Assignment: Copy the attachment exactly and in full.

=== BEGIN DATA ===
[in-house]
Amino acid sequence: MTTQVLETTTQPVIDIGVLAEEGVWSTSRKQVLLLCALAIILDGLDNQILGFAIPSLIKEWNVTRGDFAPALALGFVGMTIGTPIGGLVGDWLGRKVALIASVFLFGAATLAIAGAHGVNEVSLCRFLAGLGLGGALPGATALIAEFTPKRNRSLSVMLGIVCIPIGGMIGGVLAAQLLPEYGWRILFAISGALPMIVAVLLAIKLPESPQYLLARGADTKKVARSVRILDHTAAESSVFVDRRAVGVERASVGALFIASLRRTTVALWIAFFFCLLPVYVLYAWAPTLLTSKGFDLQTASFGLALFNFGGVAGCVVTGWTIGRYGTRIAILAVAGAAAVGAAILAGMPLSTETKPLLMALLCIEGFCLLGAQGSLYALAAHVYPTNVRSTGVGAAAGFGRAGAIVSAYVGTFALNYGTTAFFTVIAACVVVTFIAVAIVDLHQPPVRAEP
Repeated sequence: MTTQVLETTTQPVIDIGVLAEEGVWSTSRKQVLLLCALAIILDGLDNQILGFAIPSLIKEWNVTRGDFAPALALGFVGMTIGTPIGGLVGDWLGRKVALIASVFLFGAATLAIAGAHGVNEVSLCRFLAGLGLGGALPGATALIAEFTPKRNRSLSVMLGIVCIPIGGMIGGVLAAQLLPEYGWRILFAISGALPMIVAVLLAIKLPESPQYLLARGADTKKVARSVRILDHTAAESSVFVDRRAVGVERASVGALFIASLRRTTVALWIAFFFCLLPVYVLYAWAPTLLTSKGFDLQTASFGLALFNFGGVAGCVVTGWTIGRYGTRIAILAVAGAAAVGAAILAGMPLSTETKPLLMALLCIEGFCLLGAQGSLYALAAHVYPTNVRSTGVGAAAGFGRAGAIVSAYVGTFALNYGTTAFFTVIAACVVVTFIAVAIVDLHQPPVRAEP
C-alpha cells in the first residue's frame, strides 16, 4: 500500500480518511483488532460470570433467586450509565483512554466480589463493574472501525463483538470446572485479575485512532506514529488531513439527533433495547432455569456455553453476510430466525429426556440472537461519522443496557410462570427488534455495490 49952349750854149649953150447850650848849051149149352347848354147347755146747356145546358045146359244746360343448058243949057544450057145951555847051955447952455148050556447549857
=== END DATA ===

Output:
[in-house]
Amino acid sequence: MTTQVLETTTQPVIDIGVLAEEGVWSTSRKQVLLLCALAIILDGLDNQILGFAIPSLIKEWNVTRGDFAPALALGFVGMTIGTPIGGLVGDWLGRKVALIASVFLFGAATLAIAGAHGVNEVSLCRFLAGLGLGGALPGATALIAEFTPKRNRSLSVMLGIVCIPIGGMIGGVLAAQLLPEYGWRILFAISGALPMIVAVLLAIKLPESPQYLLARGADTKKVARSVRILDHTAAESSVFVDRRAVGVERASVGALFIASLRRTTVALWIAFFFCLLPVYVLYAWAPTLLTSKGFDLQTASFGLALFNFGGVAGCVVTGWTIGRYGTRIAILAVAGAAAVGAAILAGMPLSTETKPLLMALLCIEGFCLLGAQGSLYALAAHVYPTNVRSTGVGAAAGFGRAGAIVSAYVGTFALNYGTTAFFTVIAACVVVTFIAVAIVDLHQPPVRAEP
Repeated sequence: MTTQVLETTTQPVIDIGVLAEEGVWSTSRKQVLLLCALAIILDGLDNQILGFAIPSLIKEWNVTRGDFAPALALGFVGMTIGTPIGGLVGDWLGRKVALIASVFLFGAATLAIAGAHGVNEVSLCRFLAGLGLGGALPGATALIAEFTPKRNRSLSVMLGIVCIPIGGMIGGVLAAQLLPEYGWRILFAISGALPMIVAVLLAIKLPESPQYLLARGADTKKVARSVRILDHTAAESSVFVDRRAVGVERASVGALFIASLRRTTVALWIAFFFCLLPVYVLYAWAPTLLTSKGFDLQTASFGLALFNFGGVAGCVVTGWTIGRYGTRIAILAVAGAAAVGAAILAGMPLSTETKPLLMALLCIEGFCLLGAQGSLYALAAHVYPTNVRSTGVGAAAGFGRAGAIVSAYVGTFALNYGTTAFFTVIAACVVVTFIAVAIVDLHQPPVRAEP
C-alpha cells in the first residue's frame, strides 16, 4: 500500500480518511483488532460470570433467586450509565483512554466480589463493574472501525463483538470446572485479575485512532506514529488531513439527533433495547432455569456455553453476510430466525429426556440472537461519522443496557410462570427488534455495490 49952349750854149649953150447850650848849051149149352347848354147347755146747356145546358045146359244746360343448058243949057544450057145951555847051955447952455148050556447549857